Presbycusis is hearing loss that gradually occurs in most people as they age. It is estimated that 30 to 35 percent of adults age 65 and older experience hearing loss and up to 50 percent of people 75 and older have hearing loss.
Hearing loss usually occurs more often with high-pitched sounds than with low-pitched sounds. For example, a person with presbycusis may have difficulty hearing a bird chirping nearby but may have no problem hearing the low rumble of a thunderstorm.
Causes of presbycusis include:
- Changes in the inner ear as people age (most common cause)
- Cumulative effects of repeated exposure to noise such as daily traffic sounds, construction work, noisy offices, noisy equipment, and loud music
- Loss of sensory receptors in the inner ear, which may occur as a result of hereditary factors along with aging, some health conditions, and side effects of certain medications such as aspirin and some antibiotics
- Changes in blood supply to the ear due to heart disease, high blood pressure, vascular conditions caused by diabetes, or other circulatory problems
- Changes in the middle ear
- Abnormalities of the outer ear and/or middle ear may include reduced function of the eardrum or reduced function of the three tiny bones in the middle ear that carry sound waves from the tympanic membrane to the inner ear
- Complex changes along the nerve pathways leading to the brain
What Are Symptoms of Presbycusis?
Presbycusis usually affects both ears equally and because the hearing loss occurs gradually, people may not realize their hearing is diminishing.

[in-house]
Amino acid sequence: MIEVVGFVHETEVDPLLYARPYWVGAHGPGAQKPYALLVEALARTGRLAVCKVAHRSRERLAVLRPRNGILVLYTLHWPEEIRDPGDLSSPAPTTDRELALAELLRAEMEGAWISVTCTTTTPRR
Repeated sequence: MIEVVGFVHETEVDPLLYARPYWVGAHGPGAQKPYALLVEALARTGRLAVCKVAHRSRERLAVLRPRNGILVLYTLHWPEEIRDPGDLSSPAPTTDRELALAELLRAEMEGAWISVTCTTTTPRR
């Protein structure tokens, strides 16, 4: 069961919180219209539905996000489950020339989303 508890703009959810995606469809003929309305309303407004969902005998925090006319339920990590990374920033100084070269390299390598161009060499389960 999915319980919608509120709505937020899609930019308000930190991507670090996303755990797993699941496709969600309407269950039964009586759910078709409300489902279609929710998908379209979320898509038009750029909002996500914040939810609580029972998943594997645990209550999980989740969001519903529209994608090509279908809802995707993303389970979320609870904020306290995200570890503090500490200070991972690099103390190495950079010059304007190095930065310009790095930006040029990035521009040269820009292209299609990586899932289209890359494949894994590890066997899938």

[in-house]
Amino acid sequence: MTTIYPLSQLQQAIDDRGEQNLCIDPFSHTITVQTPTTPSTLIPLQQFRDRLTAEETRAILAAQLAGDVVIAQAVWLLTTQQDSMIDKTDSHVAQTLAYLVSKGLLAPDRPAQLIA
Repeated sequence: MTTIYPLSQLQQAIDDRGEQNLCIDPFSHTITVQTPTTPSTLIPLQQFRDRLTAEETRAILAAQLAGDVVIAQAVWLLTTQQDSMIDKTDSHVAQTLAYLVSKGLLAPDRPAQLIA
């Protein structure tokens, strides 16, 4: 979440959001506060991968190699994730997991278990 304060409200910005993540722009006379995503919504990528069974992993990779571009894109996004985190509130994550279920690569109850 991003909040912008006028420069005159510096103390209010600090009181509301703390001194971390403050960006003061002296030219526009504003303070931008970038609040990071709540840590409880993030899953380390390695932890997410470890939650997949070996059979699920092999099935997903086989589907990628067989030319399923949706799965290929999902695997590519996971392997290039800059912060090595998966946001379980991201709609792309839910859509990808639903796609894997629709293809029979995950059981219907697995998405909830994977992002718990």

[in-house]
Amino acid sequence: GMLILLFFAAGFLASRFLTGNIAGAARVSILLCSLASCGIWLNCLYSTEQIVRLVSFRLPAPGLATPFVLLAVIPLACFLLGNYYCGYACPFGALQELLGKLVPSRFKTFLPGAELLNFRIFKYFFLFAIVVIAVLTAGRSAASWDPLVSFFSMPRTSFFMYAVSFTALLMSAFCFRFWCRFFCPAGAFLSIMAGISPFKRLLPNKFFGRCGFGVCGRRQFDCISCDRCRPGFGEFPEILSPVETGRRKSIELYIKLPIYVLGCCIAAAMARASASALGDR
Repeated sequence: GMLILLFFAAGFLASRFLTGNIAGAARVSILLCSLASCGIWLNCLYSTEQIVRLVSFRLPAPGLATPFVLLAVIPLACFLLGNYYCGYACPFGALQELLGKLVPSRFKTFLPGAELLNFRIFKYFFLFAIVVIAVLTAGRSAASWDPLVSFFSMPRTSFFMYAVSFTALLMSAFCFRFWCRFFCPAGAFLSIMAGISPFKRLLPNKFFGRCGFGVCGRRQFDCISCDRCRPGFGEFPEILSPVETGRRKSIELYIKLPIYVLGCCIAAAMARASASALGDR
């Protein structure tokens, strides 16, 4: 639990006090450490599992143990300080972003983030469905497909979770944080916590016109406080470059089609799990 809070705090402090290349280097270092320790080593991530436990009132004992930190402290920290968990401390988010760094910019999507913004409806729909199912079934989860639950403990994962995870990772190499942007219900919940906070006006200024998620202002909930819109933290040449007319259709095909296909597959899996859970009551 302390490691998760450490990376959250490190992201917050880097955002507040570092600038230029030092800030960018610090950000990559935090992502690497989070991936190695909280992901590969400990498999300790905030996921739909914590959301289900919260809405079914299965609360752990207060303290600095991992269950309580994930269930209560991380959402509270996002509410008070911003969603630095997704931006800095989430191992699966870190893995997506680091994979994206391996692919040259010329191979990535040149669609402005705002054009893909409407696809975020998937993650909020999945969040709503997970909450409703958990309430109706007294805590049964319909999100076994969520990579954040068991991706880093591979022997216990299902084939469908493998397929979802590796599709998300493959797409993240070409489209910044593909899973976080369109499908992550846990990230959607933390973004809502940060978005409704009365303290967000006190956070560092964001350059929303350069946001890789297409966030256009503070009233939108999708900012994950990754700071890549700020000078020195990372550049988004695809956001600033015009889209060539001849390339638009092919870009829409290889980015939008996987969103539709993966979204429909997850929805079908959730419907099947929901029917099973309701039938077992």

Symptoms of presbycusis include:
- Sounds may seem less clear and lower in volume
- Difficulty hearing and understanding speech
- Other people sound as if they are mumbling or slurring words when speaking
- High-pitched sounds such as “s” and “th” are difficult to hear and distinguish
- Conversations are hard to understand, especially when background noise is present
- Lower-pitched voices, such as adult male voices, are usually easier to hear than higher-pitched voices of females or children
- Some sounds can seem annoying or overly loud
- Ringing, roaring, or hissing sound in one or both ears (tinnitus)
How Is Presbycusis Diagnosed?
Presbycusis is diagnosed with a patient history and physical examination of the ear with an otoscope, a lighted scope that allows a doctor to visualize the outer ear canal and the ear drum. They will check for damage to the ear drum, blockage of the ear canal from foreign objects or impacted ear wax, inflammation, or infection.
A hearing specialist (audiologist) may perform an audiogram, which is a test in which sounds are played through headphones to one ear at a time and patients indicate when they hear a sound. The results of this test can suggest whether some hearing loss is present.
What Is the Treatment for Presbycusis?
Treatment for presbycusis may include:
- Hearing aids
- Assistive listening devices
- Built-in telephone amplifier
- FM systems to help make sounds clearer by delivering sound waves like a radio
- Training in speechreading to help people better understand what is being said in conversations
How Do You Prevent Presbycusis?
Hearing loss that is caused by noise exposure can often be prevented.
- When possible, avoid loud noises and reduce the amount of time spent exposed to the loud sounds
- When loud noises are present and cannot be avoided, use:
- Ear plugs
- Special fluid-filled ear muffs
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